Consider a graph $G=(V,E)$ and an integer parameter $k$.

I'm interested in the round complexity, in the CONGEST model, of checking if the diameter of the graph is "much larger" or "much smaller" than $k$.

Formally, assume that we need (all vertices) to report "small" if the diameter is at most $k$ and "large" if it is larger than $f(k)$ for some function $f$ (e.g., $f(k)=100k^2$).

A closely related problem asks to approximate the diameter. In this paper, it was shown that deciding whether the diameter is at most $2\ell+1$ or larger than $3\ell+1$ requires $\widetilde \Omega(n)$ rounds for any $1\le \ell\le \text{polylog}(n)$. However, this just shows that a (small) constant factor approximation is hard.

On the algorithmic front, it is possible to compute a $3/2$-approximation in $O(\sqrt{n\log n}+D)$ rounds.

Does the round complexity depends on $n$ for any function $f(k)$? Are there functions $f$ for which this dependency is reduced, say, to logarithmic?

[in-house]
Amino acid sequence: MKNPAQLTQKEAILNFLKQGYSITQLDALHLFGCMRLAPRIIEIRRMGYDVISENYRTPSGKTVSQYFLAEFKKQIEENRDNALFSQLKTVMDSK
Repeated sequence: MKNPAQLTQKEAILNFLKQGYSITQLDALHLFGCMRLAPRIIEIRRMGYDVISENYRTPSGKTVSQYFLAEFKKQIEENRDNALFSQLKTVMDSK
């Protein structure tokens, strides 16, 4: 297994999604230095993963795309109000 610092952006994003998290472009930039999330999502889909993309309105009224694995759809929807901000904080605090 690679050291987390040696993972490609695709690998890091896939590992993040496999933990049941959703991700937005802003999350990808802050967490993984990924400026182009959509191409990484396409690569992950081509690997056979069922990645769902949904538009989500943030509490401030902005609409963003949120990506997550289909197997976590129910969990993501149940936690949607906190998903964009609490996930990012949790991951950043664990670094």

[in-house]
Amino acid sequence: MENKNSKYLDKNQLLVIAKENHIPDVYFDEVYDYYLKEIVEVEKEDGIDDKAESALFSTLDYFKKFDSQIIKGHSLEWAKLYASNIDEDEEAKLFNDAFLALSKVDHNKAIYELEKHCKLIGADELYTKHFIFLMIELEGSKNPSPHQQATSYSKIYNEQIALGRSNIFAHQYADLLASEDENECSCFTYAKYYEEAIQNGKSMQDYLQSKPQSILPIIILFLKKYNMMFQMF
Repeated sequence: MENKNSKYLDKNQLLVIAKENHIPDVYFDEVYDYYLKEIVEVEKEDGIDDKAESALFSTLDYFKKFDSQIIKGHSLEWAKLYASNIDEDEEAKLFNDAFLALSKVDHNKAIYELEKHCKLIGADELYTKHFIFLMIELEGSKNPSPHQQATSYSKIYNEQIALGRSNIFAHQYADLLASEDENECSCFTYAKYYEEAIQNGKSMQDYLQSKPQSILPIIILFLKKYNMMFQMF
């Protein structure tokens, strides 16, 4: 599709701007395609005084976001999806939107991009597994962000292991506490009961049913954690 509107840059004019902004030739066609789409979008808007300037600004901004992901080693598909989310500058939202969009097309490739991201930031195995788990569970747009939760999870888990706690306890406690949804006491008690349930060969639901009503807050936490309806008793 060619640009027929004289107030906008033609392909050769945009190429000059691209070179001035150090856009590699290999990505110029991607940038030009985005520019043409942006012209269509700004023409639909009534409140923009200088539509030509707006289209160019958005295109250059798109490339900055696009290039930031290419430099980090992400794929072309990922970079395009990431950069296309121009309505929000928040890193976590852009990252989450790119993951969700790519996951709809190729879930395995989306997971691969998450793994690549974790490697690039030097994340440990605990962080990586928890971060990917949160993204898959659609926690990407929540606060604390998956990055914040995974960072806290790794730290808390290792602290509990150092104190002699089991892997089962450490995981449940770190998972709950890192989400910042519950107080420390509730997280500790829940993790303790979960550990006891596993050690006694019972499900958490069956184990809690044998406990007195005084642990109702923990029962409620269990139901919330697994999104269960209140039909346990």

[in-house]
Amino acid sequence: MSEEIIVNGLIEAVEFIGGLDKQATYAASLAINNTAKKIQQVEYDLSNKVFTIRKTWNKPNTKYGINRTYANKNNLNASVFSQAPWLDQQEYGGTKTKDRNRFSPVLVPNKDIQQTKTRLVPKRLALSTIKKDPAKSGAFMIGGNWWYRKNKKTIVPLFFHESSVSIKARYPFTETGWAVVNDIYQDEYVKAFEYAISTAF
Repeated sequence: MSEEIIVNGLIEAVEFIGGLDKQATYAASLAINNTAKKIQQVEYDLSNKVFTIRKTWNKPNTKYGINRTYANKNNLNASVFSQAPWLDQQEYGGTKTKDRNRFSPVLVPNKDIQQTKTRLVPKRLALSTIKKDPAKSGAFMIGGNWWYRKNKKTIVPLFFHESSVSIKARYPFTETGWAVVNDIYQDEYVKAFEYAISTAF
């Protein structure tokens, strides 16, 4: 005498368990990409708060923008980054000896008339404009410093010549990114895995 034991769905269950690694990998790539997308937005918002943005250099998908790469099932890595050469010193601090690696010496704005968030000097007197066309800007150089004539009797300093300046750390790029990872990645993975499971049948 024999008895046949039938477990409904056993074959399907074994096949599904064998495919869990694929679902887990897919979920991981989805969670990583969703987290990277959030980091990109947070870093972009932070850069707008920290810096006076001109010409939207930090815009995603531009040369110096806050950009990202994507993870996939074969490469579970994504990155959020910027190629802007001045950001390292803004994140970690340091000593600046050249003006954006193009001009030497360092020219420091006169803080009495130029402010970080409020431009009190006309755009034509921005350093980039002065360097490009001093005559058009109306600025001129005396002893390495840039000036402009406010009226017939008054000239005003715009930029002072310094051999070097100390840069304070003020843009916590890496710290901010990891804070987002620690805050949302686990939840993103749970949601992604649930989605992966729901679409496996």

If we allow super-linear functions $f$, is it possible to reduce the dependency on the diameter (e.g., to $f^{-1}(D)$)? (e.g., can we get a round complexity of $O(k^2 \sqrt{n})$ for $f(k)=k^2$?)


1 Answer 1


There is an $O(k)$ rounds algorithm for distinguishing between graphs of diameter at most $k$ and those with a diameter larger than $2k$.

This works in two stages:

First, each vertex broadcasts the smallest ID it has learned about for $k/2$ rounds. For a vertex $v$, let $L_v$ be the smallest ID that $v$ has observed by the end of this stage.

Next, the algorithm makes $k+1$, such that in each iteration every vertex broadcasts the largest $L_v$ and smallest $L_u$ it has learned about. If the graph is indeed of diameter $k$, then we would have these equal in all vertices.

Assume that the graph has a diameter larger than $2k$, then any vertex $v$ has a path of length at least $k+1$ starting from it. This means that there exists a vertex $u$ such that $d(u,v)=k+1> 2(k/2)$ which implies $L_u\neq L_v$. Thus, both $u,v$ would learn that not all vertices agreed on the node with the minimal identifier.


Your Answer

By clicking “Post Your Answer”, you agree to our terms of service and acknowledge you have read our privacy policy.